They don't exist out west. We have codes for road construction here, and residential, state/county maintained roads do not exceed an average gain of 12% per mile. Highways do not exceed 7%.
The steepest paved road in Seattle is 26.2 % according to our DOT. I've done it. Once. Pavement that steep is pretty rare.
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Old 05-31-16, 09:54 AM
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I guess I look at hills the same way Strava does-- for these +20% grades to even get categorized, they would have be in excess of 1000 feet in length, and that just doesn't appear to happen. A 20-25% for 200-300 feet is tough, but it's just a bump. Even at a walking pace, it's less than two minutes to get up it. 6-8% for two hours is really tough.

Still doesn't burn more energy, though.
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Old 05-31-16, 10:05 AM
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Our 26.2 % grade is for one block. The surrounding blocks are only 25 %.
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Old 05-31-16, 11:51 AM
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I don't ride super-low gearing. So, anything over about 15% packs a pretty good punch, even if it is short. It can be like an all-out sprint.

As far as steep hills. SF & LA apparently have their share, but most of the steep sections are quite short. Not that pushing one to one's limit and beyond even on a short hill doesn't hurt.

The Hill rides I hit in Portland were pretty extraordinary. Most of the climbs were short, but one following another, there never was enough time to catch one's breath before the next hill hit. How did anybody ever find so many 10% plus climbs?

The first day, De Ronde was mainly in old construction, and had the steepest hill, I think, Brynwood which is about 0.3 miles long and receives a Strava Cat 4 rating. I'd put it higher just because of the sheer intensity of the climb even if only 0.3 miles.

The second day, La Doyenne was predominantly in new construction areas. Nothing quite like the Brynwood climb the day before. However, there were a lot of 10+% climbs, and a few that hit over 15%. So, somehow in the last 30 years or so they've been able to build new streets that are quite steep.

A bikepath hit about a 20% slope for a short segment. I still can't believe it was actually intended for bicycles to be riding on it.
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Old 05-31-16, 01:48 PM
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Are there any research studies on this?
Your questions are easily misinterpreted, I think I might know what you meant to ask in spite of your phrasing.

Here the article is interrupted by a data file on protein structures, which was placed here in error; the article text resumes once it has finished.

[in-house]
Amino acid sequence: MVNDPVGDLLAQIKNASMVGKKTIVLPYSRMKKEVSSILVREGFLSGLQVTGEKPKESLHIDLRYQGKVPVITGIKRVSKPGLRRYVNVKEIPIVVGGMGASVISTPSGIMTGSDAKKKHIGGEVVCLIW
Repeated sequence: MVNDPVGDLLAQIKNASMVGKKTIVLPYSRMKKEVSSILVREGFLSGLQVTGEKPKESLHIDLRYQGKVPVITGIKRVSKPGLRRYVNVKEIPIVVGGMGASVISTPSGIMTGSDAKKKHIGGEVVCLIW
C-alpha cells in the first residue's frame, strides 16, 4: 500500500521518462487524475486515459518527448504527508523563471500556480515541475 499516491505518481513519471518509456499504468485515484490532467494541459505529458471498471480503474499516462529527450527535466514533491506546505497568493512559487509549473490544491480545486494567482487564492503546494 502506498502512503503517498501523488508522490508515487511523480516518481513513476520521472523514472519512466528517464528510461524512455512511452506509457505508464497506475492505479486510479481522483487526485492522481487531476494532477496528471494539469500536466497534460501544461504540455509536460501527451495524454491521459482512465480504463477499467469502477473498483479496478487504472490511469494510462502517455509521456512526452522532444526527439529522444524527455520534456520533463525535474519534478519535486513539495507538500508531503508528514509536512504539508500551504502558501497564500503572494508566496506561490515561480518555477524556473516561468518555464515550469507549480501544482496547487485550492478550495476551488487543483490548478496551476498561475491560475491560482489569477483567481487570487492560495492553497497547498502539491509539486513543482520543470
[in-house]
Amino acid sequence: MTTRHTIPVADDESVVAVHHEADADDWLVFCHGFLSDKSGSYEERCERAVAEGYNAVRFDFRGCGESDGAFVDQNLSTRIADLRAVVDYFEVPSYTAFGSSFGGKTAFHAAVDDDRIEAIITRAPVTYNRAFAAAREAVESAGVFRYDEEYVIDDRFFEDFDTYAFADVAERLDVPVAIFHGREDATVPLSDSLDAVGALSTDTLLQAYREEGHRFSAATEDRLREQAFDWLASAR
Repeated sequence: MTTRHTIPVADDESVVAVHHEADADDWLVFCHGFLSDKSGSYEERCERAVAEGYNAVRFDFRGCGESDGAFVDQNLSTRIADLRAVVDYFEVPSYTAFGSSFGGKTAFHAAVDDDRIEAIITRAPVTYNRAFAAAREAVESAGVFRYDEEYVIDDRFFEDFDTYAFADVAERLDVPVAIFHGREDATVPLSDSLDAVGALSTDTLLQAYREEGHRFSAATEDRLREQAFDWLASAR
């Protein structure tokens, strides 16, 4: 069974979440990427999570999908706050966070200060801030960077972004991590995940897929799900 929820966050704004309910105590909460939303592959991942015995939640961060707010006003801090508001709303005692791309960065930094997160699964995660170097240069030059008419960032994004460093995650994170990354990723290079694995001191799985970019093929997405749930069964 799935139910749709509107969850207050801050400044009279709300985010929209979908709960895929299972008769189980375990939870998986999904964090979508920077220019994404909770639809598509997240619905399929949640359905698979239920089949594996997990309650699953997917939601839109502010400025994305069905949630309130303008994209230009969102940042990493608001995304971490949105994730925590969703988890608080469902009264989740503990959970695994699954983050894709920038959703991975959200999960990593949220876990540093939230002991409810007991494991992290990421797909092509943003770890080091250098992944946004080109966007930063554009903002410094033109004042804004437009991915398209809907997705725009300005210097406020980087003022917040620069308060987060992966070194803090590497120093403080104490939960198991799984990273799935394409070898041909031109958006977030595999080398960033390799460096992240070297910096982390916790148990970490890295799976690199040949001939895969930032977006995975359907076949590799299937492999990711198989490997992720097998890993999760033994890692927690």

The amount of energy you are able to "burn" is a function of the combination of intensities of muscle recruitment during a bout of exercise.

This means, in theory, we all have specific "best pace" or "best resistance" modalities to achieve maximum metabolic expenditures.

Exercise physiology is the study of how humans can choose to invoke differing methods of exercise to maximize metabolic expenditure while keeping focus on efficient use of these systems to perform "measured" work.

In conclusion, what I've written - simply means - each one of us has a specific work out intensity and length to consume our metabolic stores and maximize our human performance. These things change all the time due to rest and other training adaptations.

Successful athletes are the ones who have found the optimal ratio of anaerobic and aerobic system utilization to perform well.
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Old 06-23-16, 04:00 PM
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Even with an equal amount of up vs down you will spend more time on the uphill portion since you're speed is slower going up so energy consumed will be much greater riding hills. It may take 5 mins to ride up a hill that you can ride down in 1 minute.
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Old 06-23-16, 06:21 PM
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Originally Posted by mnsam View Post
Even with an equal amount of up vs down you will spend more time on the uphill portion since you're speed is slower going up so energy consumed will be much greater riding hills. It may take 5 mins to ride up a hill that you can ride down in 1 minute.

This is conflating perceived level of effort with umm... actual effort. These two examples are the exact same thing:

5 minutes @ 250W up a 6% grade
5 minutes @ 250W on a 0% grade

The difference is purely perception, because the first will get you about 7mph, and the second more than triple that. But the actual energy burn is the same. Math.

Hills seem harder because we tend to go at them harder. But attack a hill while staring at the PM data, and try to keep it spot on a number, like 200W or 250W. Next thing you know, you're at the top. I can burn more energy going downhill, just by maintaining a certain power output. The grade has absolutely nothing to do with it. The PM can't tell if it's uphill, downhill, or flat. It just measures work. And watts are watts.